The last time we talked about Cooler Master's gaming desk, it was the GD160 more than 5 months ago. Today,...
COMPUTEX’15, June 2, Taipei – Cooler Master is excited to announce the launch of the MasterCase, the world’s first mid-sized modular tower with exterior expandability. The MasterCase heralds a new family of cases that offer unparalleled control over form and function. It draws inspiration from the MasterConcept, a revolutionary concept case developed at Cooler Master Headquarters in Taipei.
“The MasterConcept represents a vision that every person’s PC case should be unique, and is a first step in a fundamental reimagining of our relationship with our fans and supporters,” said PS Tang, Vice President, Cooler Master. “Inspired by the MasterConcept’s revolutionary approach to interior and exterior modularity, the MasterCase represents the crest of this new wave of case technology.”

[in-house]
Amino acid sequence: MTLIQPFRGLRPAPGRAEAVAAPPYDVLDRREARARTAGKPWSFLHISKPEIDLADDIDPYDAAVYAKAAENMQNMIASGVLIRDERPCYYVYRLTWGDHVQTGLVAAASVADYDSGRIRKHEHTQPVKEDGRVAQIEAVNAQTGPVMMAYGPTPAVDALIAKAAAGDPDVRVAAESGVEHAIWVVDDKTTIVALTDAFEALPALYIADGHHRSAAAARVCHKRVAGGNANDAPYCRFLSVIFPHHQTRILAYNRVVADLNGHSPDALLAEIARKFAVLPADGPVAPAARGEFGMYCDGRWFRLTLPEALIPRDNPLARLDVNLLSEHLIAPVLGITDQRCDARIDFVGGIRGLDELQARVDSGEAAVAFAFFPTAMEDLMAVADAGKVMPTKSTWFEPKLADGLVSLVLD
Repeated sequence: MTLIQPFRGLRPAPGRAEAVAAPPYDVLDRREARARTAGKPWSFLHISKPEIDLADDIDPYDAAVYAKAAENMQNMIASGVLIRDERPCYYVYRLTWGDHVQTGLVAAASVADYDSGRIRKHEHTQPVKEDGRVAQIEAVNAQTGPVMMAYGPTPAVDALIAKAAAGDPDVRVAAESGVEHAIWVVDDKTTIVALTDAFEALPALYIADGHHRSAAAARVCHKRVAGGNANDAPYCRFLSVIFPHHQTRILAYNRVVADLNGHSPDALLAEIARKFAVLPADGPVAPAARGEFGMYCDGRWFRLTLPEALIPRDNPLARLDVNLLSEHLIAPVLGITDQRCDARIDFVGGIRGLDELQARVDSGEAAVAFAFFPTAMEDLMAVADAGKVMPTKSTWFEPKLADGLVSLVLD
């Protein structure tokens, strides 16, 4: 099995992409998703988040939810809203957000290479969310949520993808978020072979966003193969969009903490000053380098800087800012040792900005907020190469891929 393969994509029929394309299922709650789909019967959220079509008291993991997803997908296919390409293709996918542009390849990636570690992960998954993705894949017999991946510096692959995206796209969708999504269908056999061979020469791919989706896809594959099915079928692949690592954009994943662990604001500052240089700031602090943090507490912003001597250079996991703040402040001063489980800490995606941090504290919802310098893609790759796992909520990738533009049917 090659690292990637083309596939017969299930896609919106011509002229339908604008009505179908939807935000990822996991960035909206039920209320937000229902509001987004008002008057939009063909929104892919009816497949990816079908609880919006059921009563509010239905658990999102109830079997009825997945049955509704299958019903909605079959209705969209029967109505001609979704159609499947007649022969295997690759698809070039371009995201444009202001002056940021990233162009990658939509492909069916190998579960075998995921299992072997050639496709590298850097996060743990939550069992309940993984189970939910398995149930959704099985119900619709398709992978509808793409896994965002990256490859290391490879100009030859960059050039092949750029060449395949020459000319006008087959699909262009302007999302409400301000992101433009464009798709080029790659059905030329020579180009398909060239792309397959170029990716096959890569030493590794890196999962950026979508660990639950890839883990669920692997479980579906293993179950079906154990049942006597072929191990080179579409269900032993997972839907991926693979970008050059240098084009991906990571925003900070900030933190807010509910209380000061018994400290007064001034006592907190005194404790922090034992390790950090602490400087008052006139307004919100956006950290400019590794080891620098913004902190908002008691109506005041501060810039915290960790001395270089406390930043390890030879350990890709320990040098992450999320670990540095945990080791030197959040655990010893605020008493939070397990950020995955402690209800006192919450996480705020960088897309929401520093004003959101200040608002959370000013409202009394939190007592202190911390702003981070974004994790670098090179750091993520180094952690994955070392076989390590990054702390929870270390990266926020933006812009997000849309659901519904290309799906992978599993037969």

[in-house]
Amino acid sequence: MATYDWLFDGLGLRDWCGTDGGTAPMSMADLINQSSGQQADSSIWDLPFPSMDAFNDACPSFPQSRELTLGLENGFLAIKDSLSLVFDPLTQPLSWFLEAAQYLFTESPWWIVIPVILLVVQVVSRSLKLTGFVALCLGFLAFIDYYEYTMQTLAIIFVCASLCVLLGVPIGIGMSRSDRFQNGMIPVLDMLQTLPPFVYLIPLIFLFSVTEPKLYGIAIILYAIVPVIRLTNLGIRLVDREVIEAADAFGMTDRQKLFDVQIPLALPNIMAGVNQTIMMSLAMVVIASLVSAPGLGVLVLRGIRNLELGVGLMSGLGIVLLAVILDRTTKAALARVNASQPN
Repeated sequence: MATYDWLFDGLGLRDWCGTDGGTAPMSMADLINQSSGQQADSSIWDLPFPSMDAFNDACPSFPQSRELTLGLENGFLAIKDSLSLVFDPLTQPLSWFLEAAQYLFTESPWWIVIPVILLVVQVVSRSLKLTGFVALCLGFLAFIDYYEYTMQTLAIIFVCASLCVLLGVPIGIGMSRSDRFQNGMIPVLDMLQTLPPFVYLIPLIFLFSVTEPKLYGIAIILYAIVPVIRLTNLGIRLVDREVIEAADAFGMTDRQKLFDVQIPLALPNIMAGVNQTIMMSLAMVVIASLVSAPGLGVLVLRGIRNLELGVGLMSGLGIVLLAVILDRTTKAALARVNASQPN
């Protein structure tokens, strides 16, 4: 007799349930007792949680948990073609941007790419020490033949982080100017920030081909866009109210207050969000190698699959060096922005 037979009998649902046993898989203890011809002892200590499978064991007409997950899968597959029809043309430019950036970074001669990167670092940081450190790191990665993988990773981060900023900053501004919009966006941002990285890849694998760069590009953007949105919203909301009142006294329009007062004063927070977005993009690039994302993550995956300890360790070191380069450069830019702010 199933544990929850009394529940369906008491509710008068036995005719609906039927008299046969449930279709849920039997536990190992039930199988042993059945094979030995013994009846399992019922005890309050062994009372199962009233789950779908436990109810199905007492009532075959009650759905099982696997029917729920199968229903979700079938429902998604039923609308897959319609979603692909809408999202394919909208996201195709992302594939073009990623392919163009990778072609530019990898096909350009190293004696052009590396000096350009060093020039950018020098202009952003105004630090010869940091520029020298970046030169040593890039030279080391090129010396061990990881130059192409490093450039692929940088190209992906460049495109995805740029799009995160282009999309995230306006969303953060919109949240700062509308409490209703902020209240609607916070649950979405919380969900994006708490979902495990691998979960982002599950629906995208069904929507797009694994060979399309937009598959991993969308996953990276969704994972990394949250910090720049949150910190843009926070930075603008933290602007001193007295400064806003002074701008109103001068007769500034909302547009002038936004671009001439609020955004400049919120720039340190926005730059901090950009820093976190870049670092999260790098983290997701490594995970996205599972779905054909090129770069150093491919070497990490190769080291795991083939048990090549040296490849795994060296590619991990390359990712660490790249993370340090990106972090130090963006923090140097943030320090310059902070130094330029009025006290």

Cooler Master’s FreeForm™ Modular System
The MasterConcept and MasterCase break new ground in the way PCs are designed, made, bought and used. Fundamental to this reimagining is FreeForm™. Cooler Master wants users to have absolute control over how their case looks and functions. So FreeForm provides options to adjust the case exterior via the replacement of panels and doors, while also offering unparalleled flexibility for a mid-sized case in terms of interior layout.
Computex 2015 will see Cooler Master debut the MasterCase 5, a 460mm-tall modular tower that comes in three distinct iterations: MasterCase 5, MasterCase Pro 5 and MasterCase Maker 5.
Users can choose from the MasterCase 5’s dual top handles and standard door, the MasterCase Pro 5’s elevated mesh top cover, or the sleek lines, solid top cover and brooding, open-vent front door of the MasterCase Maker 5.
In the MasterCase, FreeForm allows a single case to support a host of different configurations, enabling users to upgrade rather than replace their case and system. Through a unique clip-and click panel, FreeForm also lets users vertically adjust or entirely remove drive cages, allowing for multiple system configurations like home servers, water-cooled workstations, or gaming rigs with dual-slot extra-long graphics cards.